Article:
“Also that I am ready to do what I offered to do before, and which, as my father is now dead, I am perfectly in a position to do, namely, to settle two hundred thousand pounds absolutely upon Ida, and indeed generally to do anything else that she or you may wish,” and he looked at the Squire.
“It is no use looking to me for an answer,” said he with some irritation. “I have no voice in the matter.”
He turned to Ida, who put her hand before her face and shook her head.
“Perhaps,” said Edward, somewhat bitterly, “I should not be far wrong if I said that Colonel Quaritch has more to do with your change of mind than the fact of the transfer of these mortgages.”
She dropped her hand and looked him full in the face.
“You are quite right, Mr. Cossey,” she said boldly. “Colonel Quaritch and I are attached to each other, and we hope one day to be married.”
“Confound that Quaritch,” growled the Squire beneath his breath.
Edward winced visibly at this outspoken statement.
“Ida,” he said, “I make one last appeal to you. I am devoted to you with all my heart; so devoted that though it may seem foolish to say so, especially before your father, I really think I would rather not have recovered from my accident than that I should have recovered for this. I will give you everything that a woman can want, and my money will make your family what it was centuries ago, the greatest in the country side. I don’t pretend to have been a saint—perhaps you may have heard something against me in that way—or to be anything out of the common. I am only an ordinary every-day man, but I am devoted to you. Think, then, before you refuse me altogether.”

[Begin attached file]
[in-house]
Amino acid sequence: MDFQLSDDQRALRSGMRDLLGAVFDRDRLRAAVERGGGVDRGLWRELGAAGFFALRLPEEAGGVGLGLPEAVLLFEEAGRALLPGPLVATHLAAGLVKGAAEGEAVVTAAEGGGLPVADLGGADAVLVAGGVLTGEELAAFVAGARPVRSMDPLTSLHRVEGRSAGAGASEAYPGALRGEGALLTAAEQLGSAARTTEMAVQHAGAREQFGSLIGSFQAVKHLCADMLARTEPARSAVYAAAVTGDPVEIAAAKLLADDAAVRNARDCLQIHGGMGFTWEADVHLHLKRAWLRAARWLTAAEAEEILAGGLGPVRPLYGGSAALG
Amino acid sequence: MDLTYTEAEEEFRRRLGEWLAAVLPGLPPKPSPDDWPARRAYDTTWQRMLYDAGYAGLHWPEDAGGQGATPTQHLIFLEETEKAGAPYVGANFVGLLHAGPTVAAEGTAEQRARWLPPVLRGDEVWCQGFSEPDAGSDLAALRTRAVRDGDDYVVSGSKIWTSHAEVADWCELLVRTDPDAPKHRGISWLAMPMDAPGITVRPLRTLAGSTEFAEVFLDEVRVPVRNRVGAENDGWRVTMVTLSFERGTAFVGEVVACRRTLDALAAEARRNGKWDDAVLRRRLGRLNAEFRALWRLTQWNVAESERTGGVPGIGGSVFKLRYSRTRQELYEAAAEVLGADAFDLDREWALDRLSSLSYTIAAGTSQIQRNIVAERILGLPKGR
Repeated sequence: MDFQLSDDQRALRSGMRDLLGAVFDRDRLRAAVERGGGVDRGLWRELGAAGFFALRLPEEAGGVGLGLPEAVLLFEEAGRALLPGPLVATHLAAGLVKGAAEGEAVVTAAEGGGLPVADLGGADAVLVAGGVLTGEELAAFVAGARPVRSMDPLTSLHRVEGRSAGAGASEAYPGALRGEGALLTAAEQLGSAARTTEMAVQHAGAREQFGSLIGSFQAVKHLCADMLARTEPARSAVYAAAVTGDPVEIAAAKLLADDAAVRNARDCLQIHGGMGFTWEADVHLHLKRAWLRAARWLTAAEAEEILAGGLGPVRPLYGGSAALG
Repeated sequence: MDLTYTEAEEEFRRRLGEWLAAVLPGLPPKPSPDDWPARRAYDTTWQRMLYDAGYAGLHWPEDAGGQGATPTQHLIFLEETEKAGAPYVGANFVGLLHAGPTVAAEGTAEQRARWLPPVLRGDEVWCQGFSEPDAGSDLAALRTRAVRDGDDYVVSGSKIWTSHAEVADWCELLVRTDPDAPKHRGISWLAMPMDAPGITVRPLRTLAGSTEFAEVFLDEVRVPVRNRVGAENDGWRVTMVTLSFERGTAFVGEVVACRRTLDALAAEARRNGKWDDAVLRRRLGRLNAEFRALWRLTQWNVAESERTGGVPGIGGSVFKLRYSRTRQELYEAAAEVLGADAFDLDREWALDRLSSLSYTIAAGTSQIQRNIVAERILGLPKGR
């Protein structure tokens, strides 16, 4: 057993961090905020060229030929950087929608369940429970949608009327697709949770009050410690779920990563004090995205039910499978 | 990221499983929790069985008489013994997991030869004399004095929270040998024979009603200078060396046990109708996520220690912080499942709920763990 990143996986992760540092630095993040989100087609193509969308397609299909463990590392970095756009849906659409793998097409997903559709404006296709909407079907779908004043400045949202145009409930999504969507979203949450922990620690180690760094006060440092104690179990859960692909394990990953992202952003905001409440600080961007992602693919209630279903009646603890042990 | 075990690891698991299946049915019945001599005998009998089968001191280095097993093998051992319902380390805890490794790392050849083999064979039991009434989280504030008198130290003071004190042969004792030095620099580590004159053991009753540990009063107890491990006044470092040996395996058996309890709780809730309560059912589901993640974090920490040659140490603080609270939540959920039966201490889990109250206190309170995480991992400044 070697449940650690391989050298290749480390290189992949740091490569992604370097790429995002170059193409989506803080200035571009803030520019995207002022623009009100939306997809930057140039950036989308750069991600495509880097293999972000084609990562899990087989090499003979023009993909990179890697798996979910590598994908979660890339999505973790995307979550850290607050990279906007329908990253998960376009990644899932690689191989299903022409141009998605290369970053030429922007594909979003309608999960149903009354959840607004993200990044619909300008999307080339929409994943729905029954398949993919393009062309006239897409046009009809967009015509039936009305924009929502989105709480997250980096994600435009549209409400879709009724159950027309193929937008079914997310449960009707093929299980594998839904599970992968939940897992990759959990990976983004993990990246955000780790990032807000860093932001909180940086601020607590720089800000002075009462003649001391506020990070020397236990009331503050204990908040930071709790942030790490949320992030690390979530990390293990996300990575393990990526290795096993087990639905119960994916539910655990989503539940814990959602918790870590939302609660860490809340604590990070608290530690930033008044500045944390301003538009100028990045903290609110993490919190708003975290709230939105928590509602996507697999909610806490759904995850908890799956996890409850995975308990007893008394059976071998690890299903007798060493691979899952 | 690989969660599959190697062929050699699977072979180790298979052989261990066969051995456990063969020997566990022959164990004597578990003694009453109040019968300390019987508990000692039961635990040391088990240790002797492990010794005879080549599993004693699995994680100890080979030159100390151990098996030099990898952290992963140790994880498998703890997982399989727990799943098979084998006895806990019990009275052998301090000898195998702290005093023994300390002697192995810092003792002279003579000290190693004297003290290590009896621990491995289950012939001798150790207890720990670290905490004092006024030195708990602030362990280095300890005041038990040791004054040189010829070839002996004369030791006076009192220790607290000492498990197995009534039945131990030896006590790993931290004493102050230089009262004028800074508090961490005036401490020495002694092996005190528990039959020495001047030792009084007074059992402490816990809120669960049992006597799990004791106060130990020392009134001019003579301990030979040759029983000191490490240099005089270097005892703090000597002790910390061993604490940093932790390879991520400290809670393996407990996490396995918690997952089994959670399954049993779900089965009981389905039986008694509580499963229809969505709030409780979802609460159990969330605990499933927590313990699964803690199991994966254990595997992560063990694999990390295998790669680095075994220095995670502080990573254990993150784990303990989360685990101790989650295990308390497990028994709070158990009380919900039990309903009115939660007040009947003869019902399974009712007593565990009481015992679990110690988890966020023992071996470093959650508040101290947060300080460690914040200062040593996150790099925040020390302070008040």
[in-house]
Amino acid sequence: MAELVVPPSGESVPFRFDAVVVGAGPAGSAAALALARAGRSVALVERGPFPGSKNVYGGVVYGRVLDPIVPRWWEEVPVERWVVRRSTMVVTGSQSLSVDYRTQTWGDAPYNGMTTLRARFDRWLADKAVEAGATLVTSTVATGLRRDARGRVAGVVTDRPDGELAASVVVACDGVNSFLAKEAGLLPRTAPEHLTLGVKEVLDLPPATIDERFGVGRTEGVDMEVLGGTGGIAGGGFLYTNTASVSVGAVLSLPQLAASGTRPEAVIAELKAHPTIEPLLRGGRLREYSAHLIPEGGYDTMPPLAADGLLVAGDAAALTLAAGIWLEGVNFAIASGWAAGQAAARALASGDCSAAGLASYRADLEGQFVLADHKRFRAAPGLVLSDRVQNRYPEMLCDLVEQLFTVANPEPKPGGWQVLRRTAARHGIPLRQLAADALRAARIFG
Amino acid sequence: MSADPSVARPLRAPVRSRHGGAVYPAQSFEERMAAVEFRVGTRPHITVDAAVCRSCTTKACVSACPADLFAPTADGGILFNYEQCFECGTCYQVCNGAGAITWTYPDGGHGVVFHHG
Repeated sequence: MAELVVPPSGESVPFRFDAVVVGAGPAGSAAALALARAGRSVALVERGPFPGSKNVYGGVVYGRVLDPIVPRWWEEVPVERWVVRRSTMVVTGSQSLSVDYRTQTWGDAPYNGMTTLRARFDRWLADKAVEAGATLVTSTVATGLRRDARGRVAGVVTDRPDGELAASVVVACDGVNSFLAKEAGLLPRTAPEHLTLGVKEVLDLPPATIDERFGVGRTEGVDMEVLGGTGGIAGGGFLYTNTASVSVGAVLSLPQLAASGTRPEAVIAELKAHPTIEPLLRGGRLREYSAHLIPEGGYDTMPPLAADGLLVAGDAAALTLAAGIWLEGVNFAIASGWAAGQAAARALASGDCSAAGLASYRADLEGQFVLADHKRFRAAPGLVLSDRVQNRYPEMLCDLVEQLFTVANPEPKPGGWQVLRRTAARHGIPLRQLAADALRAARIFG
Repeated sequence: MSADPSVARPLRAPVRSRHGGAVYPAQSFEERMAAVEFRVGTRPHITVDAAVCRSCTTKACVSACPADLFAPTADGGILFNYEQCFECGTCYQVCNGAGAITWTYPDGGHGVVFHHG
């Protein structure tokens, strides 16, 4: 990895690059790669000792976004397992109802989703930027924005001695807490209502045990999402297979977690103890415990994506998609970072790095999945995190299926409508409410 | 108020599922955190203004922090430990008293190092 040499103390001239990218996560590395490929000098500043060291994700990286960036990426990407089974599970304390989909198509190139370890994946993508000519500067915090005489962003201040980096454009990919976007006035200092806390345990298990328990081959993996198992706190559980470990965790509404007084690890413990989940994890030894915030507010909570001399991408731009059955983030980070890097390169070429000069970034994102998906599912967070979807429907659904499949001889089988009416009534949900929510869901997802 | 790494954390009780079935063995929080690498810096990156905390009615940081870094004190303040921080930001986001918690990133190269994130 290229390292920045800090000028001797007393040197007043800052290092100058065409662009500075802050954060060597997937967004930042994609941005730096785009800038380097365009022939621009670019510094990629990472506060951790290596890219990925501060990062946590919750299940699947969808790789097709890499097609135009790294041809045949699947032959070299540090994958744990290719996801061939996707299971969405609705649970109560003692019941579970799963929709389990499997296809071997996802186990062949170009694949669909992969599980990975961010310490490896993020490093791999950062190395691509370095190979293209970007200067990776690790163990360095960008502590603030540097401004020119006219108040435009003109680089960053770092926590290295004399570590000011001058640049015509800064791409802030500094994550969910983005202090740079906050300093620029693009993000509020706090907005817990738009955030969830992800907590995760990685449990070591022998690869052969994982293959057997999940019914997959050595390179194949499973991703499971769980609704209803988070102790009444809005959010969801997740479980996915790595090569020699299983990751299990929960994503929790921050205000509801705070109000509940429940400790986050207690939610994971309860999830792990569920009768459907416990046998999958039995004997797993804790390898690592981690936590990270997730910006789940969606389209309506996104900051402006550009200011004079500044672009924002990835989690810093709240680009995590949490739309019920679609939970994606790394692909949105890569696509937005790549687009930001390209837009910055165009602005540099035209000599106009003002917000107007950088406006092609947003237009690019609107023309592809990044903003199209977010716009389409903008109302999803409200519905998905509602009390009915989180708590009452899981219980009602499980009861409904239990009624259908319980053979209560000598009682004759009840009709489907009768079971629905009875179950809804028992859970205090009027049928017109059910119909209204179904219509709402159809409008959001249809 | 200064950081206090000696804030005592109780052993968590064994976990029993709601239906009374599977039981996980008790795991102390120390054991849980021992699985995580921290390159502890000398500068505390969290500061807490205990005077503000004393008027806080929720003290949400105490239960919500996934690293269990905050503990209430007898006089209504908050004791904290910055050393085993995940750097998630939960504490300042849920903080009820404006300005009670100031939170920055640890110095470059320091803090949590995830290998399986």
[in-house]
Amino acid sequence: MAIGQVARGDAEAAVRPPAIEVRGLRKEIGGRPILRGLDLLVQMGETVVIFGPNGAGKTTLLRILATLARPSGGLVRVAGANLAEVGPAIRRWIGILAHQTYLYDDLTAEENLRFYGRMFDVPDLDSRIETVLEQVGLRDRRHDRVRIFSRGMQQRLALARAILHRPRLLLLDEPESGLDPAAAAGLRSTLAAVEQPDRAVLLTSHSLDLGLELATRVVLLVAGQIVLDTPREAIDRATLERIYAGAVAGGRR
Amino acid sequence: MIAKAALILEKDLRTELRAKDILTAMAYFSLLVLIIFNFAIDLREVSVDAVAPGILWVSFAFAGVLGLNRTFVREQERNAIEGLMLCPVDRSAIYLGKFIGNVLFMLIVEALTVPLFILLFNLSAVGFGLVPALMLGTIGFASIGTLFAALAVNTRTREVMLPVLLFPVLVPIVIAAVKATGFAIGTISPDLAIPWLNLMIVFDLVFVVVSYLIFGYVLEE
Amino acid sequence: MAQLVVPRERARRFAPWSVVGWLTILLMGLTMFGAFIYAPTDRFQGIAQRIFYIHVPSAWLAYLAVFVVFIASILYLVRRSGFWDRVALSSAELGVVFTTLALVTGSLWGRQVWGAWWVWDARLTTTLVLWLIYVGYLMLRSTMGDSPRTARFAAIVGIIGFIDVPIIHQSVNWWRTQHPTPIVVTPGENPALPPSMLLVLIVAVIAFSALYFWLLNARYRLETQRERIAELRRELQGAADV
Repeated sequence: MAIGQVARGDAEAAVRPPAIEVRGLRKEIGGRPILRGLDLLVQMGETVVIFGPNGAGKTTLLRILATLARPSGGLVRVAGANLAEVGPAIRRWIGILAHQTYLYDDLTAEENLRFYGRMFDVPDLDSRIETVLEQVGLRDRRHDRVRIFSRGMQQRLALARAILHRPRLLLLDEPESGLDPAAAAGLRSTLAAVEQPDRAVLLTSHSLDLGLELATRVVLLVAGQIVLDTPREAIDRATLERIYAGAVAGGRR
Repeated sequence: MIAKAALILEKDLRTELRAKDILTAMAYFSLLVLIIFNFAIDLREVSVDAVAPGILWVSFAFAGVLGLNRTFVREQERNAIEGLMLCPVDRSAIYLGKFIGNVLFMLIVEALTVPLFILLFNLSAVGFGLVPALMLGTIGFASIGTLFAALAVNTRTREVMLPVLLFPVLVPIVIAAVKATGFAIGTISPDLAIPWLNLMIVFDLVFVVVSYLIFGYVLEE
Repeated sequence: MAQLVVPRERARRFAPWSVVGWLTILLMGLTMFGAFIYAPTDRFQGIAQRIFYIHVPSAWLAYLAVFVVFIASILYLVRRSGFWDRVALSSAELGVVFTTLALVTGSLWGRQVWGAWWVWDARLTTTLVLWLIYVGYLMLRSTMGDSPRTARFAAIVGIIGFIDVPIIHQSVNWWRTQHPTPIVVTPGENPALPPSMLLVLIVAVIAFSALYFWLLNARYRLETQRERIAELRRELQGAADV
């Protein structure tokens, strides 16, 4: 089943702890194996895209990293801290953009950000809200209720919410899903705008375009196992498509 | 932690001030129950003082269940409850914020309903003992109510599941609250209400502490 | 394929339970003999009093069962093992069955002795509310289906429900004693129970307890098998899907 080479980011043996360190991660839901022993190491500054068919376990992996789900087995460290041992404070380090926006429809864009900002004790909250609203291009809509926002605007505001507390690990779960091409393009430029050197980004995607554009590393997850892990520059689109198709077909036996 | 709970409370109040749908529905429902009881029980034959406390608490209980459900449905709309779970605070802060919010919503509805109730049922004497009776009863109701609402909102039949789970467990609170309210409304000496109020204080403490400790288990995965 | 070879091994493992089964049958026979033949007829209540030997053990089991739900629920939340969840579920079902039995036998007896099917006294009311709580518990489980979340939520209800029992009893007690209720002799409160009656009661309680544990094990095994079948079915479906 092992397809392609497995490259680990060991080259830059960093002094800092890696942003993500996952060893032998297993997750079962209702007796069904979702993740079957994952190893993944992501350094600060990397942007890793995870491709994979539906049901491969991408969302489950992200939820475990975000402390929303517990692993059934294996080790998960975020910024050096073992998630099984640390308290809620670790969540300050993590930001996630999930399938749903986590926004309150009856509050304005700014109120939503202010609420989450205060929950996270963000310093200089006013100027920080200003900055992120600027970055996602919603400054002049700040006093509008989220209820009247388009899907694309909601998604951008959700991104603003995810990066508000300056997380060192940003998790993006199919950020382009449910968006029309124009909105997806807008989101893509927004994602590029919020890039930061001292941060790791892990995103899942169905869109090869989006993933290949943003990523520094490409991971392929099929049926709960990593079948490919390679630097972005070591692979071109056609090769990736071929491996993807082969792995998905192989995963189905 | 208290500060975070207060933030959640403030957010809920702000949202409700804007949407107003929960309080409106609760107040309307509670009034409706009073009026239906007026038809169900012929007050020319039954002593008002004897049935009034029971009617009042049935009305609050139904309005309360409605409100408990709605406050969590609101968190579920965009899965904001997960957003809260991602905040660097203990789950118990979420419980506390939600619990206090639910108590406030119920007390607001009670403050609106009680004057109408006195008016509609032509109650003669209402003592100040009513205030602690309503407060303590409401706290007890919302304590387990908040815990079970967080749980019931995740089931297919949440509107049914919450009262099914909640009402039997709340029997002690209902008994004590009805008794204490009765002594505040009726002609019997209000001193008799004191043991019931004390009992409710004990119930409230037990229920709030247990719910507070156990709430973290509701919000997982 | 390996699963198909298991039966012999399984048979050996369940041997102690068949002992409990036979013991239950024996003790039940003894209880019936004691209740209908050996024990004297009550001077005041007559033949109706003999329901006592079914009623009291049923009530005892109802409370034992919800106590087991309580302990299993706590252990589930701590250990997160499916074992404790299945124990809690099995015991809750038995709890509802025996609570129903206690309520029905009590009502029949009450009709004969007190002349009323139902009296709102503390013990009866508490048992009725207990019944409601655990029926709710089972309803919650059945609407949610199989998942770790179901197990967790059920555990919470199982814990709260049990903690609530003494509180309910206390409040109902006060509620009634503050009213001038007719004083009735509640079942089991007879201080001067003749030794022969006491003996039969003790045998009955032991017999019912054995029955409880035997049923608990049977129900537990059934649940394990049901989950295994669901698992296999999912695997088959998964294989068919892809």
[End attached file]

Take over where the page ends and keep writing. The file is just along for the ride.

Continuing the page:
“I have thought, Mr. Cossey,” answered Ida almost passionately: “I have thought until I am tired of thinking, and I do not consider it fair that you should press me like this, especially before my father.”
“Then,” he said, rising with difficulty, “I have said all I have to say, and done all that I can do. I shall still hope that you may change your mind. I shall not yet abandon hope. Good-bye.”
She touched his hand, and then the Squire offering him his arm, he went down the steps to his carriage.
“I hope, Mr. de la Molle,” he said, “that bad as things look for me, if they should take a turn I shall have your support.”
“My dear sir,” answered the Squire, “I tell you frankly that I wish my daughter would marry you. As I said before, it would for obvious reasons be desirable. But Ida is not like ordinary women. When she sets her mind upon a thing she sets it like a flint. Times may change, however, and that is all I can say. Yes, if I were you, I should remember that this is a changeable world, and women are the most changeable things in it.”
When the carriage was gone he re-entered the vestibule. Ida, who was going away much disturbed in mind, saw him come, and knew from the expression of his face that there would be trouble. With characteristic courage she turned, determined to brave it out.